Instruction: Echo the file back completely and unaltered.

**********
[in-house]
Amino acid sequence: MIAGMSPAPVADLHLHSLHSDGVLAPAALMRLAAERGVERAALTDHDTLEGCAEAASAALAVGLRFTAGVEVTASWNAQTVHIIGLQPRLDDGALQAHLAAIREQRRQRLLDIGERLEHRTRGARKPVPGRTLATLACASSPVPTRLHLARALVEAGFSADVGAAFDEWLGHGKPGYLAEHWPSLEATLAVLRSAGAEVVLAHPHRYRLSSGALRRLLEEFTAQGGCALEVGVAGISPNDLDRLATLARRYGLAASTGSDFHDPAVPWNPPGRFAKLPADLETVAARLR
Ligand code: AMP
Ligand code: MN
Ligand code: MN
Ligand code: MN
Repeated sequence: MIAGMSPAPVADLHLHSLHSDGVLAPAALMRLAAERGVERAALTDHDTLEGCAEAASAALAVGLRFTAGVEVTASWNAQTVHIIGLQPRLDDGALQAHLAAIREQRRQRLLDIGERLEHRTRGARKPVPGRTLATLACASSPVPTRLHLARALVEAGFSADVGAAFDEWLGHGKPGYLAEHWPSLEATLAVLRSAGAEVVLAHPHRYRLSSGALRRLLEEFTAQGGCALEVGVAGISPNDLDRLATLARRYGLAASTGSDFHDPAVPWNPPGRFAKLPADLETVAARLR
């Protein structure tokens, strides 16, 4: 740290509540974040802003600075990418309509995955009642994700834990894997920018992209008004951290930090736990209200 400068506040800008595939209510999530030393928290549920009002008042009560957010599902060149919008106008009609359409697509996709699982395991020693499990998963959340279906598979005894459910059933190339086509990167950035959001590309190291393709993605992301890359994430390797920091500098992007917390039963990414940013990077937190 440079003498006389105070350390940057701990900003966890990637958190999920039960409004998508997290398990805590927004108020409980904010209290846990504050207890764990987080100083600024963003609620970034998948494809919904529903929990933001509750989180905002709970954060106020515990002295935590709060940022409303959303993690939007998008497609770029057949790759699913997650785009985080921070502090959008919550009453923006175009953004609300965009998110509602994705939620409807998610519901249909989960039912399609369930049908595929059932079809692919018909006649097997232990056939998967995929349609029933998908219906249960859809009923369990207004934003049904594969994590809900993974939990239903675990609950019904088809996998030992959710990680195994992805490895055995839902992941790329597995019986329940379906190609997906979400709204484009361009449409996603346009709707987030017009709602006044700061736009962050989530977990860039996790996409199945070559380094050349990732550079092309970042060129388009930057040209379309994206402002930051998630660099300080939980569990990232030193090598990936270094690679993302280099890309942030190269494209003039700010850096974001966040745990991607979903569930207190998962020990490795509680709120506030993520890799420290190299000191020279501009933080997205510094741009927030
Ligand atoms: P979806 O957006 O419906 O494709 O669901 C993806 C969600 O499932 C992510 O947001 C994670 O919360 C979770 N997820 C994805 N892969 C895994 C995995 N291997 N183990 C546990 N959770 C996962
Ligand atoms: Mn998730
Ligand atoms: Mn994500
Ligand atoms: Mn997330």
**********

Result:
[in-house]
Amino acid sequence: MIAGMSPAPVADLHLHSLHSDGVLAPAALMRLAAERGVERAALTDHDTLEGCAEAASAALAVGLRFTAGVEVTASWNAQTVHIIGLQPRLDDGALQAHLAAIREQRRQRLLDIGERLEHRTRGARKPVPGRTLATLACASSPVPTRLHLARALVEAGFSADVGAAFDEWLGHGKPGYLAEHWPSLEATLAVLRSAGAEVVLAHPHRYRLSSGALRRLLEEFTAQGGCALEVGVAGISPNDLDRLATLARRYGLAASTGSDFHDPAVPWNPPGRFAKLPADLETVAARLR
Ligand code: AMP
Ligand code: MN
Ligand code: MN
Ligand code: MN
Repeated sequence: MIAGMSPAPVADLHLHSLHSDGVLAPAALMRLAAERGVERAALTDHDTLEGCAEAASAALAVGLRFTAGVEVTASWNAQTVHIIGLQPRLDDGALQAHLAAIREQRRQRLLDIGERLEHRTRGARKPVPGRTLATLACASSPVPTRLHLARALVEAGFSADVGAAFDEWLGHGKPGYLAEHWPSLEATLAVLRSAGAEVVLAHPHRYRLSSGALRRLLEEFTAQGGCALEVGVAGISPNDLDRLATLARRYGLAASTGSDFHDPAVPWNPPGRFAKLPADLETVAARLR
């Protein structure tokens, strides 16, 4: 740290509540974040802003600075990418309509995955009642994700834990894997920018992209008004951290930090736990209200 400068506040800008595939209510999530030393928290549920009002008042009560957010599902060149919008106008009609359409697509996709699982395991020693499990998963959340279906598979005894459910059933190339086509990167950035959001590309190291393709993605992301890359994430390797920091500098992007917390039963990414940013990077937190 440079003498006389105070350390940057701990900003966890990637958190999920039960409004998508997290398990805590927004108020409980904010209290846990504050207890764990987080100083600024963003609620970034998948494809919904529903929990933001509750989180905002709970954060106020515990002295935590709060940022409303959303993690939007998008497609770029057949790759699913997650785009985080921070502090959008919550009453923006175009953004609300965009998110509602994705939620409807998610519901249909989960039912399609369930049908595929059932079809692919018909006649097997232990056939998967995929349609029933998908219906249960859809009923369990207004934003049904594969994590809900993974939990239903675990609950019904088809996998030992959710990680195994992805490895055995839902992941790329597995019986329940379906190609997906979400709204484009361009449409996603346009709707987030017009709602006044700061736009962050989530977990860039996790996409199945070559380094050349990732550079092309970042060129388009930057040209379309994206402002930051998630660099300080939980569990990232030193090598990936270094690679993302280099890309942030190269494209003039700010850096974001966040745990991607979903569930207190998962020990490795509680709120506030993520890799420290190299000191020279501009933080997205510094741009927030
Ligand atoms: P979806 O957006 O419906 O494709 O669901 C993806 C969600 O499932 C992510 O947001 C994670 O919360 C979770 N997820 C994805 N892969 C895994 C995995 N291997 N183990 C546990 N959770 C996962
Ligand atoms: Mn998730
Ligand atoms: Mn994500
Ligand atoms: Mn997330």